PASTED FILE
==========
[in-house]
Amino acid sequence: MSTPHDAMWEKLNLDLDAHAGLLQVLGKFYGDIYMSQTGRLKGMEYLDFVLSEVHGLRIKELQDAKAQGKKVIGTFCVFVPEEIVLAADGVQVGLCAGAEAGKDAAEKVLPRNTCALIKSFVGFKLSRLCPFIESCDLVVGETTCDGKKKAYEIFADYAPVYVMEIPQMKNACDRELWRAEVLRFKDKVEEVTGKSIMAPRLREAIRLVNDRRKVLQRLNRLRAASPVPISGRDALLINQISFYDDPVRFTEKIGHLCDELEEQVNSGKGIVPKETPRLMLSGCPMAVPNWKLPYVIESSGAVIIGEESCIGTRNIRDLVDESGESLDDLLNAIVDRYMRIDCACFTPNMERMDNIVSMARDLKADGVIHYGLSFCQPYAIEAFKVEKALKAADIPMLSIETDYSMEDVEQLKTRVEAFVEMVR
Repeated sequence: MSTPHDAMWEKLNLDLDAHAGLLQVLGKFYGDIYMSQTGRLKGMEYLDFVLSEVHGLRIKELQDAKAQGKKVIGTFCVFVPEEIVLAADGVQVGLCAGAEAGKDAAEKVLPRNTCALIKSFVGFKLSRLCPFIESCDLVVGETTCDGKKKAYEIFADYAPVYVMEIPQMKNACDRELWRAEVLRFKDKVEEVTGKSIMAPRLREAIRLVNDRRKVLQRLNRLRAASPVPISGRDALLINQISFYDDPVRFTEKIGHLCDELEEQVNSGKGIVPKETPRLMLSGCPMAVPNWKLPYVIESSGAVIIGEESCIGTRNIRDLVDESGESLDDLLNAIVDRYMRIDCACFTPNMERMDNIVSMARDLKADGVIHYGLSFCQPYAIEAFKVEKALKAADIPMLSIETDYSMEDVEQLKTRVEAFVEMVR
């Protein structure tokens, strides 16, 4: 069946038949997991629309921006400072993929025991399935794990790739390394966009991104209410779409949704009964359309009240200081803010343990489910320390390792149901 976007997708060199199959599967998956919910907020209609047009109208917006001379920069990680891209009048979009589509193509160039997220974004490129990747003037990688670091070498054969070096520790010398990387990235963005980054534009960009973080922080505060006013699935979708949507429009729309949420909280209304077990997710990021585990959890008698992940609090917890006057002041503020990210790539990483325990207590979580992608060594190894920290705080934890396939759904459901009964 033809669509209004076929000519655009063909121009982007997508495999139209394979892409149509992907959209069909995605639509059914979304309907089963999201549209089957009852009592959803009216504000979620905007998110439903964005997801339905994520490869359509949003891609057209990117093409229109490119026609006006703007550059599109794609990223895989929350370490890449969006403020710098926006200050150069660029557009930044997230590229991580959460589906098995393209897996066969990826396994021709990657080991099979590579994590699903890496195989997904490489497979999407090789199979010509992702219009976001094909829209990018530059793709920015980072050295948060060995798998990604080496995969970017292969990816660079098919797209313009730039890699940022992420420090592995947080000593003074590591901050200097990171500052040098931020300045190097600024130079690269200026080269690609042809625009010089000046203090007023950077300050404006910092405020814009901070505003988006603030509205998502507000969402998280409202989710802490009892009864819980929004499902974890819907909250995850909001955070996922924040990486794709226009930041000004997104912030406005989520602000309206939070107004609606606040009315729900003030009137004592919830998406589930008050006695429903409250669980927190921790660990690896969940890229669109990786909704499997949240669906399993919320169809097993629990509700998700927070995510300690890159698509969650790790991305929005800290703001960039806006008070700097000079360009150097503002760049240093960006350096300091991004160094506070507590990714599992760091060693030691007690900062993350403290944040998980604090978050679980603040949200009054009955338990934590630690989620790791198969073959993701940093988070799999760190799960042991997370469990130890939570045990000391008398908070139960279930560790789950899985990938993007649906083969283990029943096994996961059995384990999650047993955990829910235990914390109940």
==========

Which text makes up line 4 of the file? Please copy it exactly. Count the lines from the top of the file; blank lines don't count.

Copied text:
């Protein structure tokens, strides 16, 4: 069946038949997991629309921006400072993929025991399935794990790739390394966009991104209410779409949704009964359309009240200081803010343990489910320390390792149901 976007997708060199199959599967998956919910907020209609047009109208917006001379920069990680891209009048979009589509193509160039997220974004490129990747003037990688670091070498054969070096520790010398990387990235963005980054534009960009973080922080505060006013699935979708949507429009729309949420909280209304077990997710990021585990959890008698992940609090917890006057002041503020990210790539990483325990207590979580992608060594190894920290705080934890396939759904459901009964 033809669509209004076929000519655009063909121009982007997508495999139209394979892409149509992907959209069909995605639509059914979304309907089963999201549209089957009852009592959803009216504000979620905007998110439903964005997801339905994520490869359509949003891609057209990117093409229109490119026609006006703007550059599109794609990223895989929350370490890449969006403020710098926006200050150069660029557009930044997230590229991580959460589906098995393209897996066969990826396994021709990657080991099979590579994590699903890496195989997904490489497979999407090789199979010509992702219009976001094909829209990018530059793709920015980072050295948060060995798998990604080496995969970017292969990816660079098919797209313009730039890699940022992420420090592995947080000593003074590591901050200097990171500052040098931020300045190097600024130079690269200026080269690609042809625009010089000046203090007023950077300050404006910092405020814009901070505003988006603030509205998502507000969402998280409202989710802490009892009864819980929004499902974890819907909250995850909001955070996922924040990486794709226009930041000004997104912030406005989520602000309206939070107004609606606040009315729900003030009137004592919830998406589930008050006695429903409250669980927190921790660990690896969940890229669109990786909704499997949240669906399993919320169809097993629990509700998700927070995510300690890159698509969650790790991305929005800290703001960039806006008070700097000079360009150097503002760049240093960006350096300091991004160094506070507590990714599992760091060693030691007690900062993350403290944040998980604090978050679980603040949200009054009955338990934590630690989620790791198969073959993701940093988070799999760190799960042991997370469990130890939570045990000391008398908070139960279930560790789950899985990938993007649906083969283990029943096994996961059995384990999650047993955990829910235990914390109940």